Blockchain has the potential to shine a light on all actors in the food system. This enhanced transparency will result in greater accountability, and greater accountability will cause the food system to self-regulate and comply with the safe and sustainable practices that we all desire.

Melanie Nuce, GS1 US
FST Soapbox

Blockchain: Separating Fact from Fiction

By Melanie Nuce
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Melanie Nuce, GS1 US

Over the course of the past two years, blockchain has shown promise across nearly every industry—far beyond the confines of its cryptocurrency origins. The food industry is no exception, with key stakeholders like Walmart, Cargill, Tyson, Coca-Cola and Starbucks all announcing pilot programs this year.

 Melanie Nuce and other industry experts will participate in a blockchain panel discussion at this year’s Food Safety Supply Chain Conference | June 12–13, 2018 | Learn moreAlthough blockchain has tremendous potential to speed up food recalls and enable the information transparency that consumers demand, there are important building blocks that must be in place before planning a blockchain implementation. Test your blockchain knowledge with these statements below to see if you can separate fact from fiction. Armed with the right information, you’ll be able to better understand the value of blockchain and how it fits into an entire ecosystem of data sharing before jumping immediately to its application.

Blockchain is basically a shared database. This is true. While it’s no secret that shared databases have benefits, what makes blockchain special is that it is a distributed and immutable ledger. There is no single point of failure in a distributed ledger—it is a consensus of replicated and synchronized digital data geographically spread across multiple sites. This decentralized structure makes the data resilient to a technology or organizational failure.

Blockchain also supports “smart” supply chain contracts, meaning an automated execution of terms, conditions and business rules. Through this feature, trading partners can automatically enforce terms and conditions as previously defined, eliminating the errors and inefficiencies associated with the current manual processes based on legacy systems. A trading partner is prevented from writing a business transaction to the blockchain ledger that is outside of the rules specified in the smart contract. For retail grocery, this means far fewer item substitutions, more certainty around what is being shipped and when, and fewer discrepancies downstream.

GS1 US
Image courtesy of GS1 US

Blockchain will do for the supply chain what email did for communication. This is also true—but Rome wasn’t built in a day. It will take time for blockchain to become a ubiquitous technology on par with email, and it is likely another decade away. However, given the amount of pilot programs underway, and the commitment from technology providers like IBM, Microsoft, and SAP to develop blockchain enterprise programs, many industry analysts believe blockchain will breakthrough to start to solve business process challenges in the next three to five years.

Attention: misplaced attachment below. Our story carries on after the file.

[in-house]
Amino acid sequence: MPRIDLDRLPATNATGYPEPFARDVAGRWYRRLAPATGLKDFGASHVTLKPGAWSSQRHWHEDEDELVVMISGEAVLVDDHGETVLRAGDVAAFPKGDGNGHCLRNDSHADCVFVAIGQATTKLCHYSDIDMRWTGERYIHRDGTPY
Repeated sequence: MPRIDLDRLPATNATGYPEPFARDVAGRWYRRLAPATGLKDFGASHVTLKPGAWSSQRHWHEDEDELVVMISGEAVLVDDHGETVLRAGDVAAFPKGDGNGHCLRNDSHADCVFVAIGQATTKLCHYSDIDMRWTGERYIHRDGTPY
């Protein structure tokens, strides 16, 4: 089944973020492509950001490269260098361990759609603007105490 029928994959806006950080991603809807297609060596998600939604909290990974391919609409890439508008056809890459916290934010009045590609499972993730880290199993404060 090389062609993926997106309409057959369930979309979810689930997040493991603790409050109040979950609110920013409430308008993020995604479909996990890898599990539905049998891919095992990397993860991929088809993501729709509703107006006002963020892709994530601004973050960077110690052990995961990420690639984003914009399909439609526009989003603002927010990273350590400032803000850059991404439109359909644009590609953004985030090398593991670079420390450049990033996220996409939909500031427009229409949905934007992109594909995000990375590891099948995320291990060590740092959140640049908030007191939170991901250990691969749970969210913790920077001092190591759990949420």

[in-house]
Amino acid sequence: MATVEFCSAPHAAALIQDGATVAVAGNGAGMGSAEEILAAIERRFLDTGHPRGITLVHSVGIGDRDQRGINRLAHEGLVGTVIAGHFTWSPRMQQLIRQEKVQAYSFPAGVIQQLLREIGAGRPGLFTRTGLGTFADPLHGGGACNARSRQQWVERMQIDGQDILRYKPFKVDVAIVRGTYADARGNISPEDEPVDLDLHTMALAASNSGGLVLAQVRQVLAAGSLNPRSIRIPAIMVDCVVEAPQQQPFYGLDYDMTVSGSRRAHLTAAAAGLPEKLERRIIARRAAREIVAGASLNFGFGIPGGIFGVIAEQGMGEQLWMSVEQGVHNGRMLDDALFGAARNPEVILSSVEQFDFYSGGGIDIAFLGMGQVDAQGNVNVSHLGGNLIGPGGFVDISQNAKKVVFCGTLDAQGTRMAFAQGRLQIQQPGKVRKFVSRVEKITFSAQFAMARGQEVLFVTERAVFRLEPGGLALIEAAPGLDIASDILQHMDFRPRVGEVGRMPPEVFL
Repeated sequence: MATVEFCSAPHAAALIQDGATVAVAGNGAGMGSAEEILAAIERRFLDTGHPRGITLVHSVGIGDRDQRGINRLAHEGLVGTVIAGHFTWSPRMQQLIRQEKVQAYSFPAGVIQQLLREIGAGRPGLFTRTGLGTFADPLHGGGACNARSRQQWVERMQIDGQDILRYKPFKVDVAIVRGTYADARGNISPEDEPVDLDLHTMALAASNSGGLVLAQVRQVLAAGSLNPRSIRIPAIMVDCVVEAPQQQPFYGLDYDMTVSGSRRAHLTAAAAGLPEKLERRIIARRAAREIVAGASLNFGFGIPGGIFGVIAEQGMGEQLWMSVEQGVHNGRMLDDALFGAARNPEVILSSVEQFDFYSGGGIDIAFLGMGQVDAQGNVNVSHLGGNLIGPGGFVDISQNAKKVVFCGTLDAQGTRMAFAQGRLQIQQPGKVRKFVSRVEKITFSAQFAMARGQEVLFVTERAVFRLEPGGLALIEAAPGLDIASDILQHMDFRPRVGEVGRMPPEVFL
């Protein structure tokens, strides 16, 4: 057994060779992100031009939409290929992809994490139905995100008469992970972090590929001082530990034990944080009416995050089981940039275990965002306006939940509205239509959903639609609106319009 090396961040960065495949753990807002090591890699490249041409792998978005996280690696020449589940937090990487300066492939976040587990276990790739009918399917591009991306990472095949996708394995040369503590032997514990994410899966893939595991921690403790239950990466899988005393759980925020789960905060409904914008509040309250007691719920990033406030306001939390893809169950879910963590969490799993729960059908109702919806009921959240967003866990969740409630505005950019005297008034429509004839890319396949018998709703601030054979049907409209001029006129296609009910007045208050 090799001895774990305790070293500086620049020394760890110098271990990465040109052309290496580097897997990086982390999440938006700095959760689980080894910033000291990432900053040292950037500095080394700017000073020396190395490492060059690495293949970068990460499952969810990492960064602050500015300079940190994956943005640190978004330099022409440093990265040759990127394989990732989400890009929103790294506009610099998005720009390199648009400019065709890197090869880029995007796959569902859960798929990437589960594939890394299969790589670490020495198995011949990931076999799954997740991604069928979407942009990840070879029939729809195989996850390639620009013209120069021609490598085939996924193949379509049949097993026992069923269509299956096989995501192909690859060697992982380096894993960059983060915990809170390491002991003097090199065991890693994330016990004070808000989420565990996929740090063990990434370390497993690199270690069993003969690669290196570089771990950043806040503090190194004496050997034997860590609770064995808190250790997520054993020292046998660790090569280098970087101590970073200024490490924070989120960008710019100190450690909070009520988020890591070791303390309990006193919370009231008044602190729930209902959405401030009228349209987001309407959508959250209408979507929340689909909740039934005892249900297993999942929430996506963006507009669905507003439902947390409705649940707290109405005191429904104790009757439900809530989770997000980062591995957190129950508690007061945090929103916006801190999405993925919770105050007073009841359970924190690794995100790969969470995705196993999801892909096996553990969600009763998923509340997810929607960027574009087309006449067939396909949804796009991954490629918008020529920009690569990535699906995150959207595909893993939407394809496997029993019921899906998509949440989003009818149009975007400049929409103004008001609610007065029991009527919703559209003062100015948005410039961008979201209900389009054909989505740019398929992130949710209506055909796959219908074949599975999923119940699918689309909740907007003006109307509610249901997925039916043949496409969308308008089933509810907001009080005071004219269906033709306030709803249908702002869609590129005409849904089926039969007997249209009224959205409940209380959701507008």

Purchasing blockchain software is all you need to create a traceability program. This is completely false! Industry stakeholders already leverage GS1 Standards, which enable traceability by ensuring all trading partners communicate in a uniform manner. Standards ensure systems interoperability, and provide a singular approach to creating, sharing and maintaining product information that supports, at the very least, “one up/one down” visibility of the product’s movement through the distribution channel. The internal data and processes a company uses to track products is integrated into a larger system of external data exchange that takes place between trading partners. Blockchain represents an opportunity for traceability to move faster—smart contracts and immutable ledgers expedite the flow of data between supply chain partners.

Blockchain can reduce food recalls from weeks to minutes. This is true, but only with a food traceability program already in place. Traceability has been achievable without blockchain, and many leading retailers have a long history working with farmers, distributors and processors on effective food traceability programs in order to assure consumers of food safety. Product recalls are significantly faster with standards in place to help break down any barriers caused by proprietary numbering systems and manual business processes.

Ultimately, now is the time to stay educated on blockchain and follow its development closely to uncover its many opportunities.

For more details on blockchain in the food supply chain, attend the blockchain panel discussion at this year’s Food Safety Supply Chain Management Conference, on June 13 at 8:30. I will be joined by Kathleen Wybourn, Director, Food Safety Solutions, DNV Business Assurance, and Darin Detwiler, Director: Regulatory Affairs of Food and Food Industry, Northeastern University for a realistic discussion of blockchain’s ability to boost the food supply chain.